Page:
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Work life ‘balance’ – fact or fantasy?

Jocelyn Brewer, Psychologist and Teachers Health ambassador

Think for a moment about a trapeze artist, lithe and strong, balancing cautiously on just a thin cable inching their way along to the relative safety of the other side.

Or a seal with a ball poised on the tip of its nose, working hard to hold it steady and receive a reward of a fishy treat.

What do you notice?  That ‘balance’ is somewhat tricky and totally removed from the hustle, and messiness of your daily life? That once you finally attain that elusive balance it’s gone within about 17 seconds, and the quest to regain it starts over again?

Folks, we have been sold another fantasy. This time that ‘balance’ in the context of work + life exists, let alone it’s something to aspire to. The notion of balance is a sneaky cousin to the other fictional concept that we can ‘have it all’.  I personally don’t want it ‘all’, I just want the best bits with an occasional sleep in on Sundays! 

What do we really mean when we talk about ‘balance’?

Balance might be attainable if you have additional limbs like Hindu Goddess Laksmi (who is also revered for having a very clean house!), have managed to hack the space/time continuum, or simply pay to outsource the admin tasks that upset the ‘life’ half of the work/life scales. For the rest of us mortal humans it’s an impractical fabrication that only serves to undermine us.

Unpacking the language we use is valuable. By looking more deeply at the words used to set up expectations of how life should look – a combination of working hard (but not too hard and without favouring work over ‘life’) while being able to ‘down tools’ to serve others (usually our families).  While balance is superficially about wellbeing and health, the pursuit of it can create just the opposite.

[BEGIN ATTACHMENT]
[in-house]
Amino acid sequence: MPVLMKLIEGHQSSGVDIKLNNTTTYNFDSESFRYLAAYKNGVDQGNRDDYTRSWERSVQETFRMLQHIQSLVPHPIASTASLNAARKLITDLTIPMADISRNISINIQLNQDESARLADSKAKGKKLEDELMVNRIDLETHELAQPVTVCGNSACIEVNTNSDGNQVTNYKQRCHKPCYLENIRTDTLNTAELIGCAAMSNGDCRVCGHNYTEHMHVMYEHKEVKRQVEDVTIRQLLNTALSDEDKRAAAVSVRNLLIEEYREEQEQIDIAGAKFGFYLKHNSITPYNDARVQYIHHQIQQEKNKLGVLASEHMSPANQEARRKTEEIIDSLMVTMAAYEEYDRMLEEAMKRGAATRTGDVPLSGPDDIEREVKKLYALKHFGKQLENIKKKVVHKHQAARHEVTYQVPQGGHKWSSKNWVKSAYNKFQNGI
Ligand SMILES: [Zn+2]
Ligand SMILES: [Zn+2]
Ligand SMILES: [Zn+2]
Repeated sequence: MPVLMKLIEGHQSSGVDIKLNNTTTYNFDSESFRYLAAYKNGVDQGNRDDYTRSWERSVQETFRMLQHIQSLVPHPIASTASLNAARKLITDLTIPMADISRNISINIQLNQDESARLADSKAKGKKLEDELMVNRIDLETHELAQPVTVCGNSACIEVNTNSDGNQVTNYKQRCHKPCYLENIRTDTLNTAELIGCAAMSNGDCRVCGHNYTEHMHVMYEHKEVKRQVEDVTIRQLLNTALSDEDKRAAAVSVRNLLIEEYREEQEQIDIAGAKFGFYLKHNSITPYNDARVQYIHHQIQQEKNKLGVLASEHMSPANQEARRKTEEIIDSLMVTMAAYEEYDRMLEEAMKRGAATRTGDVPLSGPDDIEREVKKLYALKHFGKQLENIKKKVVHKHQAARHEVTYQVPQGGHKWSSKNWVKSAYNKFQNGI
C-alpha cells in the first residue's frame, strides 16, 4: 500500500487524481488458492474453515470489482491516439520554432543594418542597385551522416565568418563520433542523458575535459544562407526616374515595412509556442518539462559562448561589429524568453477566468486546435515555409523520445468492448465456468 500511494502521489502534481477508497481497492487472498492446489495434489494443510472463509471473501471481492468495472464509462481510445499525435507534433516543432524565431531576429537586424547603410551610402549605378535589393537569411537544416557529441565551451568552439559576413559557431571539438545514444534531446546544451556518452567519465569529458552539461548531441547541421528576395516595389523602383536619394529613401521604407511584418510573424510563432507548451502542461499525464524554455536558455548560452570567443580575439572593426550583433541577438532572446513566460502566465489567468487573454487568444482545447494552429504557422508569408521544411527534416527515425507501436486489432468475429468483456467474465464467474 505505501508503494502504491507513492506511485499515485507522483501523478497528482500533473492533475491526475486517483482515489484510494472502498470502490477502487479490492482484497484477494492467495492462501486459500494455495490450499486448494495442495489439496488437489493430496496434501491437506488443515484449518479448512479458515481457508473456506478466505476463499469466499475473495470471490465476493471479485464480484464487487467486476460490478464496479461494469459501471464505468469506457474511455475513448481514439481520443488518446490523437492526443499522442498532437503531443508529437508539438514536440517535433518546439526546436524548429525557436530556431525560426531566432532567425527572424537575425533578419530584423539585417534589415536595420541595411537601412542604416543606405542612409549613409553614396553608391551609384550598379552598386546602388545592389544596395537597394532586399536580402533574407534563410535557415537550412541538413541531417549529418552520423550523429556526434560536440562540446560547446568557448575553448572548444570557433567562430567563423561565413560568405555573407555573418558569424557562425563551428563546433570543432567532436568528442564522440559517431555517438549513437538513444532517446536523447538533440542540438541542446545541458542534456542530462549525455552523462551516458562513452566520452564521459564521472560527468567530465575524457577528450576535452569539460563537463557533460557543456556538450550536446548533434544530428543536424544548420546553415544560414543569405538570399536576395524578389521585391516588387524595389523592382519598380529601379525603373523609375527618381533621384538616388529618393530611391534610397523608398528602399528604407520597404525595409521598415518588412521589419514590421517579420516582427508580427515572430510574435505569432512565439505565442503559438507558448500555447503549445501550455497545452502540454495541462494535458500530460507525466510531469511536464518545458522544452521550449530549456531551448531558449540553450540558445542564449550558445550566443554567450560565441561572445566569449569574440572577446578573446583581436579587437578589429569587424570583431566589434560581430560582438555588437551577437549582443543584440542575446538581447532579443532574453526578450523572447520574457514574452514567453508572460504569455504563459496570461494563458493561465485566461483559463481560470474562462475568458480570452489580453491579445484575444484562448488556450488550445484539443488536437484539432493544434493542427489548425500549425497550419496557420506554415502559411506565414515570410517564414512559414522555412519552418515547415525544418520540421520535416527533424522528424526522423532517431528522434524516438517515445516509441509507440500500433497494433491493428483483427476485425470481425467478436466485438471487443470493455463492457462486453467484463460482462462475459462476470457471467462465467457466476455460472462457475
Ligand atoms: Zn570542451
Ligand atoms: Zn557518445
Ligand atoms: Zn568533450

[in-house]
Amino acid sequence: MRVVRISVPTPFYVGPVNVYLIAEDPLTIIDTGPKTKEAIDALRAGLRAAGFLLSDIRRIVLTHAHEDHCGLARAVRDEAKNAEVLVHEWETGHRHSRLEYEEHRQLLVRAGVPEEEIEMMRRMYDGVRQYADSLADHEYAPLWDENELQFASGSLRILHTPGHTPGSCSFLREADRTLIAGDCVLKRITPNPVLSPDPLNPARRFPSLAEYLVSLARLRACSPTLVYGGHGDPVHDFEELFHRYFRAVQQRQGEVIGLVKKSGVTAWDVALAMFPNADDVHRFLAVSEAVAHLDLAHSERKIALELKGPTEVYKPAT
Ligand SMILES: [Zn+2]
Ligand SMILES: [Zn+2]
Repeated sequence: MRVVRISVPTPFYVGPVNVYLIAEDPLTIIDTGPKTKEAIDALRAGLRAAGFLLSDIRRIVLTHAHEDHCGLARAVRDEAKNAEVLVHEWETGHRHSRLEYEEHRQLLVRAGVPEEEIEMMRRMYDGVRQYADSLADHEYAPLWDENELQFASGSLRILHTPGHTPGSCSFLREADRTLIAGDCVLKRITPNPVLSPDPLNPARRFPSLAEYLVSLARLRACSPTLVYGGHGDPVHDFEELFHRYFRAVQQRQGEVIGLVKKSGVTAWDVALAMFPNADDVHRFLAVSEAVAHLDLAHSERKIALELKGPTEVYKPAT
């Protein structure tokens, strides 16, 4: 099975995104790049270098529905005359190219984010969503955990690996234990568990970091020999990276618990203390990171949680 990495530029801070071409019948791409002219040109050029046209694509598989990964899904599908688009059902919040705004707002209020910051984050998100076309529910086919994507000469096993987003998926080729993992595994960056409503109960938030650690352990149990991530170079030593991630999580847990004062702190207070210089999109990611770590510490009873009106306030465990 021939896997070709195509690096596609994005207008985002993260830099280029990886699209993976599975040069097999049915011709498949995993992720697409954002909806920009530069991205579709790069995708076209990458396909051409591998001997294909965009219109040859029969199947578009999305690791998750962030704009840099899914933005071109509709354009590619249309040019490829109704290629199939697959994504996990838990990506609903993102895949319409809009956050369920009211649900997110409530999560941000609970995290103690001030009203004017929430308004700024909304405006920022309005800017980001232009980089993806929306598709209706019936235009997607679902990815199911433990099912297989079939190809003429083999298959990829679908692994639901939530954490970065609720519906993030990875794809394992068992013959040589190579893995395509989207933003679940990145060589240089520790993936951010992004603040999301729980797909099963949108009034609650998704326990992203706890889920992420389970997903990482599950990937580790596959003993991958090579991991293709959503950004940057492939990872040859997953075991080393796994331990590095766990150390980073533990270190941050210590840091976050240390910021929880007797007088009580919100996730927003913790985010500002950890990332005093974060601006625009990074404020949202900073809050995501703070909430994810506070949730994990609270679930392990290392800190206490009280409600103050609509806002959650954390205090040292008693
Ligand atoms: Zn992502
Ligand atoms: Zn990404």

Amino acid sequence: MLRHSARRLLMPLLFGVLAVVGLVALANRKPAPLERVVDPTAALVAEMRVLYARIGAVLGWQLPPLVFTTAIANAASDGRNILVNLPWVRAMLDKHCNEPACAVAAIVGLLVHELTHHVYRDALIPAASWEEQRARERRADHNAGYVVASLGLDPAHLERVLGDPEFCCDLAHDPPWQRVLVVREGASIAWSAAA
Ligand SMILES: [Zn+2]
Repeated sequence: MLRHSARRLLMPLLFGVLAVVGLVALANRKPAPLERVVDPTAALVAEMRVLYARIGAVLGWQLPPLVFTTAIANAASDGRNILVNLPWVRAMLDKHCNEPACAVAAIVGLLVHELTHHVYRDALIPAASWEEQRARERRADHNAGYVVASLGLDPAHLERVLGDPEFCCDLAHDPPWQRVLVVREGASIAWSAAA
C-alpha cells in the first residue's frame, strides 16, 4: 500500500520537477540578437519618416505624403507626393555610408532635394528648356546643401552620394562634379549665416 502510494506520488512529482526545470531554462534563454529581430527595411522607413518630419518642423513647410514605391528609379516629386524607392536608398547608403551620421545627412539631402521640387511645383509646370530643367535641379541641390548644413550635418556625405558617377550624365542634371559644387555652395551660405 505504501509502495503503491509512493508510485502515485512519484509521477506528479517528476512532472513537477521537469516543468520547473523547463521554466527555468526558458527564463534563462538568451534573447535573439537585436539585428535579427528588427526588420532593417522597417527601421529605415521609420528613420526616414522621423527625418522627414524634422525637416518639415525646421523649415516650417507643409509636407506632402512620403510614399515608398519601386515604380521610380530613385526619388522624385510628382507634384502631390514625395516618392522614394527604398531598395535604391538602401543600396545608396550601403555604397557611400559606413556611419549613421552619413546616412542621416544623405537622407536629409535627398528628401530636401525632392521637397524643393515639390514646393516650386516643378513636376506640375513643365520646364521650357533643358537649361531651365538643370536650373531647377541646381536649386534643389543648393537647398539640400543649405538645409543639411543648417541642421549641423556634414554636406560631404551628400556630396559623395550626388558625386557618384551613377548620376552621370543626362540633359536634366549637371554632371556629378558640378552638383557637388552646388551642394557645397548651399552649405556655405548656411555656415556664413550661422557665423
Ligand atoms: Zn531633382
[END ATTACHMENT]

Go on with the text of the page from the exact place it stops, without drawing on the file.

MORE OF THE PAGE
Why balance shouldn’t be the goal

Balance is static. When you’re ‘balancing’ it’s hard, if not impossible, to move forward (and you certainly can’t move with any pace). It requires you to put all of your energy into remaining in balance, which means you have nothing left to create, respond or react to opportunities that come your way.

Balance is unnatural. Nothing in nature stays the same, everything is responding and changing, even on a microlevel. We live in a complex cascade of cycles -- ups and downs (of air pressure systems), ins and outs (of the tides), rises and falls (of the sun and moon) and need to respond and adapt to rhythms.

Balance is binary. You either have it or you don’t. When you don’t have it, you’re chasing it, when you have it, you’re stagnant, trapped trying to maintain it. Changing the aim, changes the game. Making the aim about intention, purpose and boundaries means you get to choose what you spend your time and energy on.

Balance is a buzzword. We have better words that we can use than this, words that have richer meaning, that resonate more deeply and have more personal impact than hounding something that will only further trap and defeat your authentic goals and intentions.

What we should aim for instead

For me it’s about being able to juggle without the struggle and joyfully accepting that life comes invariably with a range of irregularities (sayonara routine), can be unpredictable (in the best and worst kinds of ways) and ripe with opportunities (which can be difficult to decline). 

Setting sounder boundaries. Boundaries are about self-respect, honouring yourself and your values. Having the courage to say ‘no, thank you’ to things that don’t serve you (your goals or your sanity) is incredibly important. Boundaries help you set weekly, monthly or seasonal rhythms and build gateways which allow the things (and people) you choose into your life. Ask yourself: what deserves my time?

Being responsive and resourceful.  For many teachers and education executives, our school terms and/or semesters come with demanding marking and report-writing cycles. Accepting and anticipating these times will be busier than others helps us set and manage expectations and then prioritise time to rest, reward yourself and recuperate (hello, school holidays!). It’s important to be prepared, well-resourced and willing to call in support around these times, it might mean that compromises around daily routines (like sleep, cooking or cleaning) happen in order to run hard and fast at a goal or deadline. Ask yourself: Am I ready and resourced to ace the busy and potentially stressful when it is presented?

Blending with intention. Perhaps we can think beyond balance and instead in terms of getting the blend attuned to our goals.  Like your favourite tea, with the goldilocks ‘just right’ combination of flavours and essences, creating the blend of what keeps you well, whole and thriving feels like a much more empowered, centred and sustainable model for living a meaningful life than that of the solo trapeze artist or zoo-captive seal. Ask yourself: what factors can I combine to create a life blend that supports my wellbeing?


To hear more from Jocelyn, visit